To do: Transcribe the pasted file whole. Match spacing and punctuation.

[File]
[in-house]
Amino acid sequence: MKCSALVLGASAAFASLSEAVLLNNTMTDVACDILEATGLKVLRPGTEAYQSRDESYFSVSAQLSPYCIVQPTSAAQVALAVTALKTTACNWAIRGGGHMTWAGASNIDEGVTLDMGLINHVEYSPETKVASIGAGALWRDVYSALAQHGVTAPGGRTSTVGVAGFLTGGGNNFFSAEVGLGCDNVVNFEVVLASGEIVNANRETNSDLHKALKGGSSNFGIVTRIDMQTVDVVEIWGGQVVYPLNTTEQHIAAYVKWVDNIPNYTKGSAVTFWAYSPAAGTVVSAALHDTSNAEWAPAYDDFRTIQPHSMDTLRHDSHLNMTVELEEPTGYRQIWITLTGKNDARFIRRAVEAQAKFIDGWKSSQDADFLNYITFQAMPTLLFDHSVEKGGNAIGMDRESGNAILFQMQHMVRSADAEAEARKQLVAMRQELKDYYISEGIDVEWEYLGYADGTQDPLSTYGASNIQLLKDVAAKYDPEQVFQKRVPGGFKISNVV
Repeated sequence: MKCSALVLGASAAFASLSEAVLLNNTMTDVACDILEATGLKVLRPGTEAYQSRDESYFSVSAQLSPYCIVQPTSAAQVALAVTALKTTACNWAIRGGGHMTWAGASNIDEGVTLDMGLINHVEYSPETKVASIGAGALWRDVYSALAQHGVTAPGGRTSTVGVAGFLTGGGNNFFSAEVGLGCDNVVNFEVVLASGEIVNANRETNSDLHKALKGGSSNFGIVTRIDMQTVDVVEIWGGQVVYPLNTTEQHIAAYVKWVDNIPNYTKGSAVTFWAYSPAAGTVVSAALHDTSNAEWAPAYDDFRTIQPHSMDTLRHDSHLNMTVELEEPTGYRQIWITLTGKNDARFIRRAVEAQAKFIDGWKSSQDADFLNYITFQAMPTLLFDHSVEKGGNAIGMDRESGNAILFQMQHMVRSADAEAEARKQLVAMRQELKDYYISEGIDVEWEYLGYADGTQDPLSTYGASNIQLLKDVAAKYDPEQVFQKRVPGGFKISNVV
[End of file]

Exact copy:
[in-house]
Amino acid sequence: MKCSALVLGASAAFASLSEAVLLNNTMTDVACDILEATGLKVLRPGTEAYQSRDESYFSVSAQLSPYCIVQPTSAAQVALAVTALKTTACNWAIRGGGHMTWAGASNIDEGVTLDMGLINHVEYSPETKVASIGAGALWRDVYSALAQHGVTAPGGRTSTVGVAGFLTGGGNNFFSAEVGLGCDNVVNFEVVLASGEIVNANRETNSDLHKALKGGSSNFGIVTRIDMQTVDVVEIWGGQVVYPLNTTEQHIAAYVKWVDNIPNYTKGSAVTFWAYSPAAGTVVSAALHDTSNAEWAPAYDDFRTIQPHSMDTLRHDSHLNMTVELEEPTGYRQIWITLTGKNDARFIRRAVEAQAKFIDGWKSSQDADFLNYITFQAMPTLLFDHSVEKGGNAIGMDRESGNAILFQMQHMVRSADAEAEARKQLVAMRQELKDYYISEGIDVEWEYLGYADGTQDPLSTYGASNIQLLKDVAAKYDPEQVFQKRVPGGFKISNVV
Repeated sequence: MKCSALVLGASAAFASLSEAVLLNNTMTDVACDILEATGLKVLRPGTEAYQSRDESYFSVSAQLSPYCIVQPTSAAQVALAVTALKTTACNWAIRGGGHMTWAGASNIDEGVTLDMGLINHVEYSPETKVASIGAGALWRDVYSALAQHGVTAPGGRTSTVGVAGFLTGGGNNFFSAEVGLGCDNVVNFEVVLASGEIVNANRETNSDLHKALKGGSSNFGIVTRIDMQTVDVVEIWGGQVVYPLNTTEQHIAAYVKWVDNIPNYTKGSAVTFWAYSPAAGTVVSAALHDTSNAEWAPAYDDFRTIQPHSMDTLRHDSHLNMTVELEEPTGYRQIWITLTGKNDARFIRRAVEAQAKFIDGWKSSQDADFLNYITFQAMPTLLFDHSVEKGGNAIGMDRESGNAILFQMQHMVRSADAEAEARKQLVAMRQELKDYYISEGIDVEWEYLGYADGTQDPLSTYGASNIQLLKDVAAKYDPEQVFQKRVPGGFKISNVV